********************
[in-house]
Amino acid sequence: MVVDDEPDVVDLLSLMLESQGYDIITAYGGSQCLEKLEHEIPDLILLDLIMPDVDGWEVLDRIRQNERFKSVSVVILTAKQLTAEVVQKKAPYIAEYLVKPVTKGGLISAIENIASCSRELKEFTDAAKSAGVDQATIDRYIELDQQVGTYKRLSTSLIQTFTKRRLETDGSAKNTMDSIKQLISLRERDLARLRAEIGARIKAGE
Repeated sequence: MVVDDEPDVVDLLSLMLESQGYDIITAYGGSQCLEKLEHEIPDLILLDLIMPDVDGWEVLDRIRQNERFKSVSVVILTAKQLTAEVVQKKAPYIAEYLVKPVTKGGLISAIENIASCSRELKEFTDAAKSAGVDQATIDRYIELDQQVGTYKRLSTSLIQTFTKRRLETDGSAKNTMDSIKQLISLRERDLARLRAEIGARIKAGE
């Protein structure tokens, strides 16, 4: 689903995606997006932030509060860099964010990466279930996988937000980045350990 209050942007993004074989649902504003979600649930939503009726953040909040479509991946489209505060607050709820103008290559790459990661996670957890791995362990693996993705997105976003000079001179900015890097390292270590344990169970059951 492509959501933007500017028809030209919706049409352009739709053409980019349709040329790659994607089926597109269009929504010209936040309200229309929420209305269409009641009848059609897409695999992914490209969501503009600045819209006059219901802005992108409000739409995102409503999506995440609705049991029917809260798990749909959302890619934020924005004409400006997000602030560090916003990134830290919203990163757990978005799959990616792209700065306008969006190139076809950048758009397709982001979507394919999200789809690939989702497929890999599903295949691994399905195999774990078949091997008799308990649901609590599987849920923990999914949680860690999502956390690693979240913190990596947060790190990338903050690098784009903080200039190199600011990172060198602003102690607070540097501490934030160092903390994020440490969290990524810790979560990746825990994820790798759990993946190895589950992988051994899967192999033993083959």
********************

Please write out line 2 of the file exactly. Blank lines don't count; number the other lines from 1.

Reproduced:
Amino acid sequence: MVVDDEPDVVDLLSLMLESQGYDIITAYGGSQCLEKLEHEIPDLILLDLIMPDVDGWEVLDRIRQNERFKSVSVVILTAKQLTAEVVQKKAPYIAEYLVKPVTKGGLISAIENIASCSRELKEFTDAAKSAGVDQATIDRYIELDQQVGTYKRLSTSLIQTFTKRRLETDGSAKNTMDSIKQLISLRERDLARLRAEIGARIKAGE